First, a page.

Things I feel guilty about as a mum
- The fact that my child has too much screen time. I try to do pinteresty parent things like painting, crafts, playdoh and drawing but when you’re in the depths of a Canadian winter and you’ve exhausted your energy reserves for pretending to be a dinosaur sometimes you need the throw the TV on and watch a movie. Full disclosure, my child is on the Ipad now while she uses the potty and while I take five minutes to write this post.
- The fact that I spend too much time on my phone . I am CONSTANTLY worrying about whether I am looking at my phone too much. The truth is, as many of my friends live far away, I message them daily to maintain contact and it’s an important coping mechanism for me. I feel so guilty when I sneak a look at my messages when my daughter is occupied with something else only to be greeted with her eyeballs burning into my hunched back as I look through my messages like an addict.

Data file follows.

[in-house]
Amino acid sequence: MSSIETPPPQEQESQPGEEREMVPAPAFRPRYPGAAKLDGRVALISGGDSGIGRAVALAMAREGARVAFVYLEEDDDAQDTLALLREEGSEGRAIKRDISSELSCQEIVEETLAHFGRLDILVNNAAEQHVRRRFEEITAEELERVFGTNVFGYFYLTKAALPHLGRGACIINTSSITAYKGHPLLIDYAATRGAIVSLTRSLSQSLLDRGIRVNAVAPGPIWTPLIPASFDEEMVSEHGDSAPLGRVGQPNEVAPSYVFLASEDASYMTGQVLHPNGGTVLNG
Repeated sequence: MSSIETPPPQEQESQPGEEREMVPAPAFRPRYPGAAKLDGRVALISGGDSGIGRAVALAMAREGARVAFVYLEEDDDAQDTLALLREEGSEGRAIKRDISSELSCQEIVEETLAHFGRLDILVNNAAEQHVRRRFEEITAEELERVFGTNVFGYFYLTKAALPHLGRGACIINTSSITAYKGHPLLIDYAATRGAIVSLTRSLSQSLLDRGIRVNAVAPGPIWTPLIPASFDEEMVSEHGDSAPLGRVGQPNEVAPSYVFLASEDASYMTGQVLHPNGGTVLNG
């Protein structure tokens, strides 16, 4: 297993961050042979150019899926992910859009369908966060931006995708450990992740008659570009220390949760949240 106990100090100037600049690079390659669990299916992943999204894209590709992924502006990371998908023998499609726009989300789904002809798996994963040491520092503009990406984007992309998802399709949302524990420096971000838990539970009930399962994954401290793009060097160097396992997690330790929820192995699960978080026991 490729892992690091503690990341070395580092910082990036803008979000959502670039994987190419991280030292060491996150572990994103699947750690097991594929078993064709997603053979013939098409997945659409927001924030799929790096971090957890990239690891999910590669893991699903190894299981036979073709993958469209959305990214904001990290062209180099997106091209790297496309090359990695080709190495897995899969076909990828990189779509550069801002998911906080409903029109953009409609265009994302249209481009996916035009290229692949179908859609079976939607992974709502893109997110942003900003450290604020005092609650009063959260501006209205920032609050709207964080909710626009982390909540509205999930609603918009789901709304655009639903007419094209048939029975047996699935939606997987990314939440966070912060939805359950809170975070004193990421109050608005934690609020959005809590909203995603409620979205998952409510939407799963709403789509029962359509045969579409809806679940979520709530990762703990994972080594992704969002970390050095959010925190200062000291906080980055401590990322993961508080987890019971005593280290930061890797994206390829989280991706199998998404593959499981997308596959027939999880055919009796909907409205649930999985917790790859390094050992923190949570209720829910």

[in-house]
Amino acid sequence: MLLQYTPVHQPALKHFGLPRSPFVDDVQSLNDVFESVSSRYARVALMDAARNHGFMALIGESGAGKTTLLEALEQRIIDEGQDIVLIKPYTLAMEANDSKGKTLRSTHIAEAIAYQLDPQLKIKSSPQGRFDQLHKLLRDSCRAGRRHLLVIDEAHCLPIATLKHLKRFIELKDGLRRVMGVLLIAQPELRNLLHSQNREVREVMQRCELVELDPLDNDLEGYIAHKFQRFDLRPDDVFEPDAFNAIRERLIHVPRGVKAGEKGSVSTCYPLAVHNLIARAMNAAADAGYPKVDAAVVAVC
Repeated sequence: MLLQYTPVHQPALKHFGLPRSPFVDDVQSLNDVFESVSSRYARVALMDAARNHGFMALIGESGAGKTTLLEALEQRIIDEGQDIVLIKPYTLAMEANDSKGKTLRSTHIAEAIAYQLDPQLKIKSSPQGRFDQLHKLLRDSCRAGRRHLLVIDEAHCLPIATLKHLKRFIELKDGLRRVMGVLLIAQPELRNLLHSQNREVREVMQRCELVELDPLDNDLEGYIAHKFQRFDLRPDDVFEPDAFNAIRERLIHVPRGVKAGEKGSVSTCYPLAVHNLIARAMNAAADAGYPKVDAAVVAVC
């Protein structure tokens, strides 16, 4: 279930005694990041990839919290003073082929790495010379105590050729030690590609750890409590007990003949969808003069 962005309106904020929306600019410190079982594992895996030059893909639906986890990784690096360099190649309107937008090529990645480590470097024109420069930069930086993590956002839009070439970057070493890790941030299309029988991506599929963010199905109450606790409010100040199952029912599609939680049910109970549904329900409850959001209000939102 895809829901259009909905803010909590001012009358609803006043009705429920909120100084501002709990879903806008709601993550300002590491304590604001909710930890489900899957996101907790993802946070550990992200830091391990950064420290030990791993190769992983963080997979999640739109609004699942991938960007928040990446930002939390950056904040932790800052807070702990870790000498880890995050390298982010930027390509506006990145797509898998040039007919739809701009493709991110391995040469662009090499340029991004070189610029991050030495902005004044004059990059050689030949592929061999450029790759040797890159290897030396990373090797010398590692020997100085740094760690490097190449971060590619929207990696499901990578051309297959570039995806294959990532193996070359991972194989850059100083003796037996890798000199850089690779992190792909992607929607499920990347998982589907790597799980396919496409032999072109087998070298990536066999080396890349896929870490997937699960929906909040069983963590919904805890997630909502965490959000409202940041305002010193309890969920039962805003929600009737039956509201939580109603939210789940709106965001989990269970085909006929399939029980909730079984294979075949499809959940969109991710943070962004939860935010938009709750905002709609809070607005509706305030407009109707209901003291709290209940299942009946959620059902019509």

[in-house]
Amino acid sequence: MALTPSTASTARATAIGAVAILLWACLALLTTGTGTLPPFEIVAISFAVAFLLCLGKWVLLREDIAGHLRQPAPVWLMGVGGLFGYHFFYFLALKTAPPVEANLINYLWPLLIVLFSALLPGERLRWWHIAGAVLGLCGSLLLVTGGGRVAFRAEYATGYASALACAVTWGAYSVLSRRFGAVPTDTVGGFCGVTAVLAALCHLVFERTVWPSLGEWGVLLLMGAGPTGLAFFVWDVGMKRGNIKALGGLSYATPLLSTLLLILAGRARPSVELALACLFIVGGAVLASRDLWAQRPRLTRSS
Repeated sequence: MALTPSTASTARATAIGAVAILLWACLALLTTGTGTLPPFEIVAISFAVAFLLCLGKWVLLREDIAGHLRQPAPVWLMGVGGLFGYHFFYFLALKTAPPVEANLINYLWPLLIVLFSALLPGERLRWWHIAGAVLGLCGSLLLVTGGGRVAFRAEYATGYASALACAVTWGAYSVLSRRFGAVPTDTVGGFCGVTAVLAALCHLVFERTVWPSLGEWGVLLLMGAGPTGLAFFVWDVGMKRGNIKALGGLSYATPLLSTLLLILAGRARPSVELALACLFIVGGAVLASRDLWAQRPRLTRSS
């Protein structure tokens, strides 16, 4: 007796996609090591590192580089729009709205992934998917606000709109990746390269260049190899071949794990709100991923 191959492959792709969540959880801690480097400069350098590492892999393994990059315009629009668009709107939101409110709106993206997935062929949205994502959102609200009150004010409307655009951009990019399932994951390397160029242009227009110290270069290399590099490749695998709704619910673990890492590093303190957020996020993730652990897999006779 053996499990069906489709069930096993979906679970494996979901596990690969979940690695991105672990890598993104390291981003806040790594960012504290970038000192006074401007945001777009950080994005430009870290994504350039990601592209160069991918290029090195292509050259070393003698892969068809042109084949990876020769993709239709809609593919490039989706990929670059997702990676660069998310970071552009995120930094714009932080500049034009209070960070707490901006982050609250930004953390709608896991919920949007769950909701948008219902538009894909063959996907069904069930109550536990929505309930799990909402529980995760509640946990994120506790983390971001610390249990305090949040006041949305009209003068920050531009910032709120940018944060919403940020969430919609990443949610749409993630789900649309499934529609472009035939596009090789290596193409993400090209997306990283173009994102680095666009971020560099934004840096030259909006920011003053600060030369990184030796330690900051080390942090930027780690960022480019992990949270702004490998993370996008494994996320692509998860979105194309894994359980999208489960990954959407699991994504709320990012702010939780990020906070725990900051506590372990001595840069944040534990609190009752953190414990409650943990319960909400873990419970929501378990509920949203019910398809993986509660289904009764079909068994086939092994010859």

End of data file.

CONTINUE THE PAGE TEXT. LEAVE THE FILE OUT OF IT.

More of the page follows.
- My daughter’s diet. Emmy LOVES fruit, vegetables and dairy and will pretty much eat anything from those food groups. Sounds like the dream right? Well not quite. She refuses most meats apart from chicken nuggets. Put your pitchfork away Susan, I feed my kid McDonalds from time to time because it is pretty much the only form of meat she’ll eat and at a tiny 31lbs, I worry that she’s too light. She also wont eat most carbs. I feel guilty when I am firm and refuse to give her anything else to eat after throwing another plate of uneaten food away. I also feel guilty when I let her eat crackers for dinner to try and get calories into her.